I kind of went through something of a General Sherman phase a couple years ago/he is forever haunting me. In my poetry for prose writers class two years ago, we did translations where we took an original piece from someone else and rewrote it three different ways. I went with a section of Sherman’s memoirs about catching soldiers taking way more than they needed and like walking around with huge hams on their bayonets and stuff. This was the third rewrite which was kind of a free reign sort of thing.
We can build all the temporary shelters we need outside of all of the small towns of our hearts. We can talk for hours about unions and freedom and slavery. Of becoming a slave to unionizing and searching for freedom. It’s sad to think that even freedom can enslave us, on a metaphysical level at the very least. We can erase all injustices we want and have them still lingering in the form of prejudices a sesquicentennial later in even the most “proper” of people. We can steep ourselves in history and still never learn our lessons.
And what of group survival mentality? Are we to forage for and shelter all or keep our bivouacs and biscuits to ourselves? Whatever orders of decency that we may hand down to ourselves and others will surely be misinterpreted, misappropriated, and spit and spun back upon themselves, sometimes maliciously. Damn the South, save the Union could read like Damn the Whales, Save the Planet to the wrong set of eyes. There is a chance, maybe, that man is to forever be vexed by the impossible to understand poltergeist of the idea of the greater good. Uncle Billy wasn’t bad or crazy, just a little haunted. We will steep ourselves in history and we may never learn our lessons. We can miss meals for all the reasons in the world. Perhaps traveling light has its downfalls, sometimes serving as a physical antithetical to the Boy Scout Motto. Shoulders less stiffened by weight but feet dragging more and more with each provisionless step. How does one prepare oneself to travel with nothing, with the chance of gaining nothing, anyway? Will the pack’s skills make up for your lack of a pack? Will you put your faith in fellow pack members or will you want to pack it up and pack it in and pack your sorry self straight back home? Will you pack your head with history? And then, will you learn your lesson?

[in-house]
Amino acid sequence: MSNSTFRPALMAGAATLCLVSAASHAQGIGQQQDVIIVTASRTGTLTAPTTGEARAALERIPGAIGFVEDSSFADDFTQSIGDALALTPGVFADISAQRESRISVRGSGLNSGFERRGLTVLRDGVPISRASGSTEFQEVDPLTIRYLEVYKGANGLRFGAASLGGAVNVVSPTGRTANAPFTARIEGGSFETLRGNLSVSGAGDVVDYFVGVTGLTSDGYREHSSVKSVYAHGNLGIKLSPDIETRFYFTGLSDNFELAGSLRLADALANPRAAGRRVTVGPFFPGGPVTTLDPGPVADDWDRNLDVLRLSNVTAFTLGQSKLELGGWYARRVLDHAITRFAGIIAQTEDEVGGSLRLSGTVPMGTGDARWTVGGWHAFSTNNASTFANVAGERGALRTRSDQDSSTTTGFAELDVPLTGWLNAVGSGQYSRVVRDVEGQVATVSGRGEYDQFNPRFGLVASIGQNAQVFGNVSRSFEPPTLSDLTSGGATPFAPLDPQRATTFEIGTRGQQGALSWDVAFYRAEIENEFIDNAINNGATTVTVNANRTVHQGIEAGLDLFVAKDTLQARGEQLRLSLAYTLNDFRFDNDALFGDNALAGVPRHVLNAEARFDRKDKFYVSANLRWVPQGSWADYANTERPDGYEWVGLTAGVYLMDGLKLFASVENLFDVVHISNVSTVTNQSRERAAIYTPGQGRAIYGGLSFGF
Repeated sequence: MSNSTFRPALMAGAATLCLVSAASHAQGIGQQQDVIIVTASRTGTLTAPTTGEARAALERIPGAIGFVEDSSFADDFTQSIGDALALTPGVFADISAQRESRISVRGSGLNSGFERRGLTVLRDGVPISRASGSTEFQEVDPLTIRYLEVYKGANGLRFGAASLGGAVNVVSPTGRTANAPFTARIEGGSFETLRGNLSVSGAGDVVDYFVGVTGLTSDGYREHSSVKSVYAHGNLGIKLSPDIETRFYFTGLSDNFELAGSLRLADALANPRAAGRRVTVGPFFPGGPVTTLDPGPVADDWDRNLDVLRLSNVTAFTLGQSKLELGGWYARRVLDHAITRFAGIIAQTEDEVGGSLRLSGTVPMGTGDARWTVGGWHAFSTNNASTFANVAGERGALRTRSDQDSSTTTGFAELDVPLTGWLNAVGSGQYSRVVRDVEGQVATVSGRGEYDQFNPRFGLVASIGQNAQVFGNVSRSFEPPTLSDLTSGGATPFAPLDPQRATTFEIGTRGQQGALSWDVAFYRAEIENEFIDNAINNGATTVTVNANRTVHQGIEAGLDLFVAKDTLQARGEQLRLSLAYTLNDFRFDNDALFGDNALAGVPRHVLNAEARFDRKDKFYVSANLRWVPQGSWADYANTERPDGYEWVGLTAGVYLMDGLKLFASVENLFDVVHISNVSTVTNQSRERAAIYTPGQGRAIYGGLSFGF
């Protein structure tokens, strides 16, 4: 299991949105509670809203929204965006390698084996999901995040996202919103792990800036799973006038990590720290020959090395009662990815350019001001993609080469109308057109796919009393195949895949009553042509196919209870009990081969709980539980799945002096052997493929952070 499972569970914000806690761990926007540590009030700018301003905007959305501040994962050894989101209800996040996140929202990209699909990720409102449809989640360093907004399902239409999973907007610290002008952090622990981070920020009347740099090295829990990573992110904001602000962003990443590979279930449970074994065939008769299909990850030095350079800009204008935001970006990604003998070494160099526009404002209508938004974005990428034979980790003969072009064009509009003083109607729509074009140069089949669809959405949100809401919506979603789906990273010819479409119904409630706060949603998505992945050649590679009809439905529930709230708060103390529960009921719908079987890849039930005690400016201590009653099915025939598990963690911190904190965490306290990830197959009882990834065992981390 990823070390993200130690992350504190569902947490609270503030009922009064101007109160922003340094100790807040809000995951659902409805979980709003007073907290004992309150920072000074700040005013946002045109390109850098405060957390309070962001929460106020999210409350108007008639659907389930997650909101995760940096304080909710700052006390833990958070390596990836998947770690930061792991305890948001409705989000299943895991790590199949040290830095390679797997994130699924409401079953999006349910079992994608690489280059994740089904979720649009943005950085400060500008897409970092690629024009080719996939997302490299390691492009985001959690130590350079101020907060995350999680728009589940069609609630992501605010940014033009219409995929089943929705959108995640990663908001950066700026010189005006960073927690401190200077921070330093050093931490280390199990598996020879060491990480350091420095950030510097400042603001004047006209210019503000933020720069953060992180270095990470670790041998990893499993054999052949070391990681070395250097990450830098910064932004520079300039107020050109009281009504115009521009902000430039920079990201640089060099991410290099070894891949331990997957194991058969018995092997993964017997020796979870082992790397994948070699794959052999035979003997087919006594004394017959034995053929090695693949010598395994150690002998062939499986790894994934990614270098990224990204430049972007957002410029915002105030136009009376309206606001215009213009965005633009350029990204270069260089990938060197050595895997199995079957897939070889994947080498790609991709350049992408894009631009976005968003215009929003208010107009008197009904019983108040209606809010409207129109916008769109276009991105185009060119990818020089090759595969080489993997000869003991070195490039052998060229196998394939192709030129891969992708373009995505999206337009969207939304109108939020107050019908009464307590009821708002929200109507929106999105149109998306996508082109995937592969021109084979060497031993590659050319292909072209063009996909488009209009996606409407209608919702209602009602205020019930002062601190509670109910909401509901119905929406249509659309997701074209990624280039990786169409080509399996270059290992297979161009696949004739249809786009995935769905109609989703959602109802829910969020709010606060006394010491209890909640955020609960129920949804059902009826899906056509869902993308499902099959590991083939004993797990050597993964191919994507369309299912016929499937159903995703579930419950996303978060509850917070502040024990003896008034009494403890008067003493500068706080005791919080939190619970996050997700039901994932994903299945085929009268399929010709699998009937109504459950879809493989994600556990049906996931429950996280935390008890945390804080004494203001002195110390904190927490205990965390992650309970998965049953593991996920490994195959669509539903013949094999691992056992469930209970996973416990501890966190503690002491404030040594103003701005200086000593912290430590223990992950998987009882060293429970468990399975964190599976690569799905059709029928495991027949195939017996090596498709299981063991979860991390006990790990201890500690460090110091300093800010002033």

We declare a war on everything these days. Drugs, guns, terror. We declare them upon ourselves and wonder why everyday is a march that may or may not have a sea in sight. Every sleep a campsite, every challenge a battle or a city to burn so that things may start over in a “better” way, forever attempting to make Georgia howl. We leave behind others in the wake of our own destruction and go about things double-handed. We walk into our battles armed with our own forms of muskets and honey, employing the sweeter option first, attempting to win a side of flies while keeping our own unions intact. We wrap ourselves in history and take what we will from the lessons.